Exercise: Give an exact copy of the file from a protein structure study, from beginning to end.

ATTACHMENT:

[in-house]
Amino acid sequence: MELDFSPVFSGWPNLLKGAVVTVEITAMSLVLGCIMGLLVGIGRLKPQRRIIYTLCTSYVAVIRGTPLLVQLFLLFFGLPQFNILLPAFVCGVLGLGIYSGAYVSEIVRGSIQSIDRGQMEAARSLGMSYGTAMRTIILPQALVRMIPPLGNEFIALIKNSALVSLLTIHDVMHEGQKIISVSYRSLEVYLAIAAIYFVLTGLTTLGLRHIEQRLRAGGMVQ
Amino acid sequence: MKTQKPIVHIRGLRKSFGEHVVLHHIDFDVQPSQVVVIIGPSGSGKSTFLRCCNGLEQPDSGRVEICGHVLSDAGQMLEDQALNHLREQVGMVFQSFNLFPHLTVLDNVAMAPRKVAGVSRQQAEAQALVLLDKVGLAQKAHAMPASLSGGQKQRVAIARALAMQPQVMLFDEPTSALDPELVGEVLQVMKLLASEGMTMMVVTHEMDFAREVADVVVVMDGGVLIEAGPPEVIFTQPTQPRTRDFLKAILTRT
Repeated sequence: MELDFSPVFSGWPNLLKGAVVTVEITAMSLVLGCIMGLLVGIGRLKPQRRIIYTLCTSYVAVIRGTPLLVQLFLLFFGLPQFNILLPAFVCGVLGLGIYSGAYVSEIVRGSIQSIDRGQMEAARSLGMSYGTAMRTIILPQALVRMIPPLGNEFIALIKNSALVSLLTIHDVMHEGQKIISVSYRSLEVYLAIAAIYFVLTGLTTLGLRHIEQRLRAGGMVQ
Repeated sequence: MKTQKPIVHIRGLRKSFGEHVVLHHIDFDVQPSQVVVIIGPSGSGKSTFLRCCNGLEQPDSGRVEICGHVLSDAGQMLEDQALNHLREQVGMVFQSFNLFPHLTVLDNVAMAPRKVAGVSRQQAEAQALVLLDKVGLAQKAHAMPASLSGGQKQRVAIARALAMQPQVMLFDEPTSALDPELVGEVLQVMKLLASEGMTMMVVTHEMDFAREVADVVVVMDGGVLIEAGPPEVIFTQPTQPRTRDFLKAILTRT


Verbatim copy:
[in-house]
Amino acid sequence: MELDFSPVFSGWPNLLKGAVVTVEITAMSLVLGCIMGLLVGIGRLKPQRRIIYTLCTSYVAVIRGTPLLVQLFLLFFGLPQFNILLPAFVCGVLGLGIYSGAYVSEIVRGSIQSIDRGQMEAARSLGMSYGTAMRTIILPQALVRMIPPLGNEFIALIKNSALVSLLTIHDVMHEGQKIISVSYRSLEVYLAIAAIYFVLTGLTTLGLRHIEQRLRAGGMVQ
Amino acid sequence: MKTQKPIVHIRGLRKSFGEHVVLHHIDFDVQPSQVVVIIGPSGSGKSTFLRCCNGLEQPDSGRVEICGHVLSDAGQMLEDQALNHLREQVGMVFQSFNLFPHLTVLDNVAMAPRKVAGVSRQQAEAQALVLLDKVGLAQKAHAMPASLSGGQKQRVAIARALAMQPQVMLFDEPTSALDPELVGEVLQVMKLLASEGMTMMVVTHEMDFAREVADVVVVMDGGVLIEAGPPEVIFTQPTQPRTRDFLKAILTRT
Repeated sequence: MELDFSPVFSGWPNLLKGAVVTVEITAMSLVLGCIMGLLVGIGRLKPQRRIIYTLCTSYVAVIRGTPLLVQLFLLFFGLPQFNILLPAFVCGVLGLGIYSGAYVSEIVRGSIQSIDRGQMEAARSLGMSYGTAMRTIILPQALVRMIPPLGNEFIALIKNSALVSLLTIHDVMHEGQKIISVSYRSLEVYLAIAAIYFVLTGLTTLGLRHIEQRLRAGGMVQ
Repeated sequence: MKTQKPIVHIRGLRKSFGEHVVLHHIDFDVQPSQVVVIIGPSGSGKSTFLRCCNGLEQPDSGRVEICGHVLSDAGQMLEDQALNHLREQVGMVFQSFNLFPHLTVLDNVAMAPRKVAGVSRQQAEAQALVLLDKVGLAQKAHAMPASLSGGQKQRVAIARALAMQPQVMLFDEPTSALDPELVGEVLQVMKLLASEGMTMMVVTHEMDFAREVADVVVVMDGGVLIEAGPPEVIFTQPTQPRTRDFLKAILTRT